Jedburgh Abbey

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Jedburgh Abbey
Thomas Girtin 006.JPG
Jedburgh Abbey from the River, 1798-99 by Thomas Girtin
Monastery information
Full nameJedburgh Abbey
EstablishedCa. 1118
Founder(s)David I of Scotland
Scottish Borders,
Coordinatesgrid reference NT651204
Visible remainsExtensive
Public accessYes

Jedburgh Abbey, a ruined Augustinian abbey which was founded in the 12th century, is situated in the town of Jedburgh, in the Scottish Borders 10 miles (16 km) north of the border with England at Carter Bar.


Towards the middle of the 9th century, when the area around Jedburgh was part of the Anglo-Saxon Kingdom of Northumbria, there were two Gedworths (as Jedburgh was then known). One of them became the Jedburgh we know now, the other was four miles to the south. According to Symeon of Durham, Ecgred, bishop of Lindisfarne from 830AD to 845AD, gifted the two villages of the same name to the See of Lindisfarne.[1] The southerly Gedworth was the place of Ecgred's church, the first church in the parish. The present town was distinguished from the long disappeared south village by UBI CASTELLUM EST meaning, 'where the castle is'.[2] The only solid evidence of Ecgred's church came from Symeon of Durham when he described the burial, at the church of Geddewerde, of Eadulf, one of the assassins of William Walcher, Bishop of Durham.

Tomb at Jedburgh Abbey
Jedburgh Augustinian Abbey

In 1118, prior to his ascension to the Scottish throne, Prince David established a foundation of canons regular of the order of St. Augustine at what is now Jedburgh. The foundation appeared to have the status of 'priory' in the early years and a man by the name of Daniel was described as the Prior of Geddwrda in 1139. The church was later raised to the status of monastery before becoming, in the years prior to King David's death in 1153 (probably in 1147[3]), a fully fledged abbey dedicated to the Virgin Mary.[1] It has to be mentioned that over the years, Jedburgh has been described by 83 different names or spellings.[4]

After the death of King David I of Scotland, the patronage and privileges of the abbey were accorded to his grandsons Malcolm IV of Scotland and William I of Scotland also known as William the Lion. The King's son, Henry, had preceded his father in death. The nave and the choir were built in the 13th century and were in place by the time Alexander III of Scotland married Yolande, daughter of the Comte de Dreux on 14 October 1285 at the church.[5] The great abbey was said to contain the finery of the best of Norman and early English Architecture. The Abbey Church of St. Mary of Jedeworth was growing in stature and importance and the abbot was even invited to attend Scottish Parliaments. As well as the lands and chapels in southern Scotland, Jedburgh Abbey owned great lands in Northumberland. In 1296, the Abbot of Jedburgh swore fealty to Edward I of England at Berwick-on-Tweed. Edward intended to rule the abbey and presented William de Jarum as the new Abbot of Jedburgh in 1296. After the defeat of the Earl of Surrey in 1297 at Stirling at the hands of William Wallace, the abbey was pillaged and wrecked by the English as retribution. Robert I of Scotland (The Bruce) continued to patronise the church during his reign in the early 14th century. In 1346, after the Scottish defeat at the Battle of Neville's Cross, the English once again slighted the church. Later that century, in 1370, David II of Scotland was instrumental in the completion of the north transept we can still see today. The abbey faced more torture and destruction in 1410,1416 and by the Earl of Warwick in 1464. In 1523, the town and abbey were set ablaze by the Earl of Surrey. The abbey faced more indignity in 1544 at the hands of the Earl of Hertford. The end came for the great Abbey of St. Mary of Jedburgh in 1560 and the coming of the Scottish Reformation.[1]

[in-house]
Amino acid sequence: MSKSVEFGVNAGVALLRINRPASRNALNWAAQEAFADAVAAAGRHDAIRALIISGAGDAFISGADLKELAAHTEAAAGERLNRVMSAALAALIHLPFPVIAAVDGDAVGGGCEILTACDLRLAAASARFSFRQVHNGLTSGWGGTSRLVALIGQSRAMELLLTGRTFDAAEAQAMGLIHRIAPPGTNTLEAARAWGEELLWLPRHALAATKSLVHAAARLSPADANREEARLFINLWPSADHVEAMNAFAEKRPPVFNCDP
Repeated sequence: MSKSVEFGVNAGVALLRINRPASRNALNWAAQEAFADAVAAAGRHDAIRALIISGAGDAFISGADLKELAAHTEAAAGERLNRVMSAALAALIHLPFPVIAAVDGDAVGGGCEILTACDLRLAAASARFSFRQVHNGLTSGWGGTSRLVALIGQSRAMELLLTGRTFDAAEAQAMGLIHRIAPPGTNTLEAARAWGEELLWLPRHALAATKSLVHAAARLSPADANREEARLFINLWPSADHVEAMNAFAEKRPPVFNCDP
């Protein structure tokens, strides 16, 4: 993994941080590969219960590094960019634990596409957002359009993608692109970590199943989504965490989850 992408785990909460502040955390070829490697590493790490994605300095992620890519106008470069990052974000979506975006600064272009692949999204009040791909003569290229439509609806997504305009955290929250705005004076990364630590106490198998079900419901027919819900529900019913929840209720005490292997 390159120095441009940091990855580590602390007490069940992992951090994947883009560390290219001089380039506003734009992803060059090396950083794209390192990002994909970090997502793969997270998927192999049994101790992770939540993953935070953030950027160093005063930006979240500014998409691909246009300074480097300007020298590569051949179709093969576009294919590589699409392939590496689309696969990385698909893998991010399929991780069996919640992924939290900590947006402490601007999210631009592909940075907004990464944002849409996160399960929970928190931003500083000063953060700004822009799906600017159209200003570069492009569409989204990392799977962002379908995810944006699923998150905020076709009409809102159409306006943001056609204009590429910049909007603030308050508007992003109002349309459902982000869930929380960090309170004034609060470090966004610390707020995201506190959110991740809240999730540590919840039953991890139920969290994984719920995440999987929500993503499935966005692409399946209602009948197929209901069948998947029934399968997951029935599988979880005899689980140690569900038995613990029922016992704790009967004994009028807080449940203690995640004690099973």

Jedburgh Grammar School was founded by the monks of Jedburgh Abbey in the late 15th. century.[6]

The Reformation and beyond[edit]

When the Protestant Reformation arrived in 1560, the monks were allowed to stay but the abbey was used as the parish kirk for the reformed religion. In 1671 the church was removed to the western part of the nave for safety reasons. This situation persisted until, in 1871, it was considered unsafe to continue worship at the abbey church and a new parish church was built. The Marquis of Lothian immediately started work on the restoration of the great church but in 1917 the church was handed over to the state and is now in the care of Historic Environment Scotland as a scheduled monument.[7][8]




This Abbey along with three others (Kelso, Dryburgh and Melrose) and other historic sights is on the Borders Abbeys Way walk.

See also[edit]


  1. ^ a b c 'Full text of Jedburgh Abbey, Historical and Descriptive' by James Watson
  2. ^ "Archived copy". Archived from the original on 2009-10-08. Retrieved 2009-10-29.CS1 maint: Archived copy as title (link) Jedburgh History
  3. ^ BBC History
  4. ^ "Archived copy". Archived from the original on 2009-07-09. Retrieved 2009-10-30.CS1 maint: Archived copy as title (link) Jedburgh, traditions
  5. ^ Sharon Bennett Connolly (15 September 2017). Heroines of the Medieval World. Amberley Publishing. pp. 116–. ISBN 978-1-4456-6265-7.
  6. ^ Jedburgh Grammar School website
  7. ^ Lewis, John H.; Ewart, Gordon; Fawcett, Richard; Gallagher, Dennis (1995). Jedburgh Abbey: the archaeology and architecture of a border abbey. Society of Antiquaries of Scotland, Monograph Series. 10. Society of Antiquaries of Scotland. p. 12. ISBN 9780903903103.
  8. ^ Historic Environment Scotland. "Jedburgh Abbey, 50m ESE of Abbey House (SM13126)". Retrieved 21 February 2019.

External links[edit]

Coordinates: 55°28′34″N 2°33′13″W / 55.4761°N 2.5536°W / 55.4761; -2.5536